|Newspaper Title||The Bendigo Independent (Vic. : 1891 - 1918)|
|Trove Title||The Devil's Own. An Australian Story|
Some say that kissing's a sin, But I think its nane ava, For kissing has wonn'd in this world Since ever that there were twa.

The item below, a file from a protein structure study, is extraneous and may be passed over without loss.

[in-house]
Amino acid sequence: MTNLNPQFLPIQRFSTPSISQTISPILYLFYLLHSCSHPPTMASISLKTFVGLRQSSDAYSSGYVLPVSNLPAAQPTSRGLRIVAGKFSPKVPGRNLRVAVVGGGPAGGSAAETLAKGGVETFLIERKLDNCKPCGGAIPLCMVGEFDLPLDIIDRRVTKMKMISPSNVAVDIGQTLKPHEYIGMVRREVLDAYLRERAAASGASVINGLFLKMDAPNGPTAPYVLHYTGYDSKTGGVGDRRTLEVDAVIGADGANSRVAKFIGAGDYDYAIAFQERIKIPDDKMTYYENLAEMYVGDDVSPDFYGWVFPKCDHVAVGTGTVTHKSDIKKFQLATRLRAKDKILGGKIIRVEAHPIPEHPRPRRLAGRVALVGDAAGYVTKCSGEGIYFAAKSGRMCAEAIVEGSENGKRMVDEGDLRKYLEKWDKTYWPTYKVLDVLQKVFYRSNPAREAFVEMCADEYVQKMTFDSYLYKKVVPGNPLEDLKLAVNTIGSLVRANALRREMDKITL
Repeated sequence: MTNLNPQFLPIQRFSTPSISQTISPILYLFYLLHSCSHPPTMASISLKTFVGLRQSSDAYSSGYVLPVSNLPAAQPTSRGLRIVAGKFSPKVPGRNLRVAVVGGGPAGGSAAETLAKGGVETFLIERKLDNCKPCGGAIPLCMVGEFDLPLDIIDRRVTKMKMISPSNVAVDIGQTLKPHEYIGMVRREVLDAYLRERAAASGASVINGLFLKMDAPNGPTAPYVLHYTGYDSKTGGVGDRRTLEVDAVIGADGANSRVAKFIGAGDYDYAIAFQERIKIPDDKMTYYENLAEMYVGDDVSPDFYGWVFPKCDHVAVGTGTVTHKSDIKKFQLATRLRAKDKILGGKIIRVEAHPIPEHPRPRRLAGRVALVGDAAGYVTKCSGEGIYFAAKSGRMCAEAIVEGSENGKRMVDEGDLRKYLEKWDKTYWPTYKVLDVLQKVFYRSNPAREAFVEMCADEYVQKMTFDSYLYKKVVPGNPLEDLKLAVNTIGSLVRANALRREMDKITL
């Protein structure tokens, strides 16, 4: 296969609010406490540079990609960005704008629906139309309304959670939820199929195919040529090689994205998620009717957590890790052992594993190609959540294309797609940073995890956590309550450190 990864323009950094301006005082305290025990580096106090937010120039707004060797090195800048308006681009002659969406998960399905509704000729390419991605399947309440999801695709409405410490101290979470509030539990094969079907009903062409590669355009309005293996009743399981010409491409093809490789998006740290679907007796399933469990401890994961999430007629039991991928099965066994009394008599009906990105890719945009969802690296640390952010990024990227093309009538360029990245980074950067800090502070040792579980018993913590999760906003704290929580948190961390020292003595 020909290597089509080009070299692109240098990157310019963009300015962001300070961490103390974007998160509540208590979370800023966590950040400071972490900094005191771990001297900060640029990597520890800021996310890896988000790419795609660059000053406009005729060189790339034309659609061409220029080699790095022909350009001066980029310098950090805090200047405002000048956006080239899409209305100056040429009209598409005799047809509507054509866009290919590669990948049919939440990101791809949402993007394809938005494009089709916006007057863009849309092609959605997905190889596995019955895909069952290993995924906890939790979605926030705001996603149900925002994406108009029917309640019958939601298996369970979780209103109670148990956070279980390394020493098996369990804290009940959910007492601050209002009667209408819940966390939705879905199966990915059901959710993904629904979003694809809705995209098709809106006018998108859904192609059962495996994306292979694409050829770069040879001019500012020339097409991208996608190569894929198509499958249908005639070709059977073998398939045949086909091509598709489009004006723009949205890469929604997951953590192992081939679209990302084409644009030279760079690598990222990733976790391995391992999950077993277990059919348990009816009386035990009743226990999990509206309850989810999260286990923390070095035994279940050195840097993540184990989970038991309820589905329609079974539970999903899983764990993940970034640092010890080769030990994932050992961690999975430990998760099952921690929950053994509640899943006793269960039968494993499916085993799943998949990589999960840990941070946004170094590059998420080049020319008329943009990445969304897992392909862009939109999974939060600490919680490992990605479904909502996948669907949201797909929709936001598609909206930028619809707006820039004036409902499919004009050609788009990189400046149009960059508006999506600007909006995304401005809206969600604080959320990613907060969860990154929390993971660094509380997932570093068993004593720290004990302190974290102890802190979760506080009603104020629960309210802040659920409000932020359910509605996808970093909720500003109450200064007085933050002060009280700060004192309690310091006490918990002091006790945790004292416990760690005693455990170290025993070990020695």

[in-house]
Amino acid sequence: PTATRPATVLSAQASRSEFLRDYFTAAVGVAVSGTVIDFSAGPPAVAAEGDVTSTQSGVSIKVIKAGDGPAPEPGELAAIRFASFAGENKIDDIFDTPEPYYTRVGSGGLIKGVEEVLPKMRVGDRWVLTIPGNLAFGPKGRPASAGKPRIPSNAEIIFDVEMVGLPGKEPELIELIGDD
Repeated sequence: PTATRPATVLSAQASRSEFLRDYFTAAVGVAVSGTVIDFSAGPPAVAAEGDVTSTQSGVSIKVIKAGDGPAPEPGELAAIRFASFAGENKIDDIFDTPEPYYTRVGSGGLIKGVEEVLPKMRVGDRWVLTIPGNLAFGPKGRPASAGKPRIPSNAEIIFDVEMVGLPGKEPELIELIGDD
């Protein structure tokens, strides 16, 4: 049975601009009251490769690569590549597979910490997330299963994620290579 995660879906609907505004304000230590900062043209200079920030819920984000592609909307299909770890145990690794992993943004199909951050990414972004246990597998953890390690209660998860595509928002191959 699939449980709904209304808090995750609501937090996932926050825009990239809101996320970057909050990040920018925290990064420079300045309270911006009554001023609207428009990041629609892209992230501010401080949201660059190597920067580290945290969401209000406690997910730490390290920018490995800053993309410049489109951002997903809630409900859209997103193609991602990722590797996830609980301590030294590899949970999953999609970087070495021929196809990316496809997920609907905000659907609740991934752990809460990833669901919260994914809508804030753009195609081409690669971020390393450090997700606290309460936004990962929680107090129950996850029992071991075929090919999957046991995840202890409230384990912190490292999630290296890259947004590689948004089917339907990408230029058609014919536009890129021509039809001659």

* Burks, “ A marriage is arranged to take place shortly between Sir Hubert Armytage, Baronet of the To wet a, Marley, and Wilbercombe Hall, Devonshire—to Vera/ widow of tho late Herbert Anneylaye, whose death under painful circum stances cast such a vale of mystery and rigret around the Albury district of New South Woles, not very long since.” Lady Adela Vereker folds tho papsr so that tho above 'ripticb is uppermost, and puts its near thb plate of her brother, who for a wonder happens to be lost tin? morning instead of first at tho sociable meal of the Duke’s fondly. Not a word has boon mentioned on the subject, nor bos tho Duke and Duchess noticed what has become of tho Morning Post. “Hallo !’Am I loto mother “dear, well it is my own fault if I get cold coffee. Never mind, I was detained by old Squiffy,' he came about that dog,” says the cleor voice of Lord Rudolph. Vereker, as he kisses his mother, , and seats himself near her at the breakfast table. “ What are you .looking so knowing about Adela, up to some mischief I know V ’ “ Never mind dear child, wo have nob long commenced to try some of that omelet, it is delicious; and quite h >fc if you have some at once,” says the Duchess affectionately to' her muoh.be loved son. , -. t . ; Lord Vereker is generally gifted with a good appetite,,; unspoilt by .pampering and dissipated hours, for _his mother, knowing that he cannot afford to play pranks with his constitution, takes good care of tyim,.and if a homo-bird he is not a molly coddle in any. way^ He has just “ tackled,” to use bis,own expression, the omelette, when his ey > catches sight of the paper by the side of hia plat.*, and ho slowly runs his eye up and down the paper. “ Any,- news/' ho says, piece of toast, “No,” says Jhe Duke ; “very Ihtlo. Severn is very ill; by the way, we had better send and Inquire, and Saladiu is scratched for tho.St, Leger.” “And old Lady Scrutineer has broken her leg,” adds the Duchess seriously. “Poor dear!” sajs Lord Voroker. “Was it the rheumatic, ono'or tother. Poor old soul! what a loss she will bo to the gossip nipngera of the twiddle twaddle club." , -• “Well, if old ladies will frisk about in that juvenile manner, for which her antiquated ladyship is famous,' they——” He stops, getting very, red, then very pale, and catches his breath with an al most choking sensation, which brings on his cough violently, Lady 4dbjft-rg0ts frightened at what she has done, and the consequences of her thmghtlesaaoaa, - She makes a rush for a glass of water, which she} bands to her brother repentantly, saying, with a hand on his.shoulder, “ Never mind, old boy, per hups ifcdsn't true.” “It is a'beftstly lie,” he says huskily, half .choked' with his cough and hia anger/ which Is at white ‘ heat pitch. “It ; is a Ho—no, no breakfast for mo. - A bonne bon&he like tint is a meal in it self, and1 w.qijld satisfy * any’ man,”' ho adds, pointing to the,paper in bis hand,' as ho leaves the room. “ How igilly ho is/’ says Lady Adela, “he really is going mad about that little widow.”' //' n 11 ' /' “Hum.I” 'said tho Dako, “I don’t wonder ot, ray bojjj losing his, he*® about the little girl. A’pretty creature, and if,, as they Hay, she is good as sheds- beautiful, well,, wo are v all apt to get our brains turned soraeltihio tor' other/ Its like teething, it got over sooner or later. The sooner the better perhaps. I remember when I was makitig love to your mother, blessjnp, ,wh;At ft. tom fool 1 used to A. thorough